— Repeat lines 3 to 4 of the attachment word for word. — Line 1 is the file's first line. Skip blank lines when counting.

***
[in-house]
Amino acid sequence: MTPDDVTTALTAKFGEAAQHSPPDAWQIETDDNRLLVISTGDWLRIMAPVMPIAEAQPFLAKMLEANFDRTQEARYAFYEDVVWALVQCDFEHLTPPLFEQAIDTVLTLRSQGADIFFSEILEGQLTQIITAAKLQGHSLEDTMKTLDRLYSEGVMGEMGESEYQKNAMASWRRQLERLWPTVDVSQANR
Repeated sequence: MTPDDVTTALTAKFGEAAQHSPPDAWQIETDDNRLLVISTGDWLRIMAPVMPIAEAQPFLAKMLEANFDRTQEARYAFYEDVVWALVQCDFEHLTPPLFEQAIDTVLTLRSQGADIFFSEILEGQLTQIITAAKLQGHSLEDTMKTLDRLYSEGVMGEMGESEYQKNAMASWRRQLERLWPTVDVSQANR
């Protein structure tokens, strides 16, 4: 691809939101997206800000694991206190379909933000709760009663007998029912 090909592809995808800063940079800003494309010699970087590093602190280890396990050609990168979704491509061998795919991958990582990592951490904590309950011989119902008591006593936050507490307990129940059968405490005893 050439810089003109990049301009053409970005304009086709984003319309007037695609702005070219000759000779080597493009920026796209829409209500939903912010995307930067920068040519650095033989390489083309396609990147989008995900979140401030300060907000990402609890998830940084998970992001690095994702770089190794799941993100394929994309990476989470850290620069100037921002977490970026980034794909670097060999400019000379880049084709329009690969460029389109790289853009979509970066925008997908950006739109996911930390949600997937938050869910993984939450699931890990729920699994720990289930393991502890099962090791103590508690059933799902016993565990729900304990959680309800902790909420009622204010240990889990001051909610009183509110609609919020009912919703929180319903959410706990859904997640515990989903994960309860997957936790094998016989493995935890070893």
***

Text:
Repeated sequence: MTPDDVTTALTAKFGEAAQHSPPDAWQIETDDNRLLVISTGDWLRIMAPVMPIAEAQPFLAKMLEANFDRTQEARYAFYEDVVWALVQCDFEHLTPPLFEQAIDTVLTLRSQGADIFFSEILEGQLTQIITAAKLQGHSLEDTMKTLDRLYSEGVMGEMGESEYQKNAMASWRRQLERLWPTVDVSQANR
């Protein structure tokens, strides 16, 4: 691809939101997206800000694991206190379909933000709760009663007998029912 090909592809995808800063940079800003494309010699970087590093602190280890396990050609990168979704491509061998795919991958990582990592951490904590309950011989119902008591006593936050507490307990129940059968405490005893 050439810089003109990049301009053409970005304009086709984003319309007037695609702005070219000759000779080597493009920026796209829409209500939903912010995307930067920068040519650095033989390489083309396609990147989008995900979140401030300060907000990402609890998830940084998970992001690095994702770089190794799941993100394929994309990476989470850290620069100037921002977490970026980034794909670097060999400019000379880049084709329009690969460029389109790289853009979509970066925008997908950006739109996911930390949600997937938050869910993984939450699931890990729920699994720990289930393991502890099962090791103590508690059933799902016993565990729900304990959680309800902790909420009622204010240990889990001051909610009183509110609609919020009912919703929180319903959410706990859904997640515990989903994960309860997957936790094998016989493995935890070893």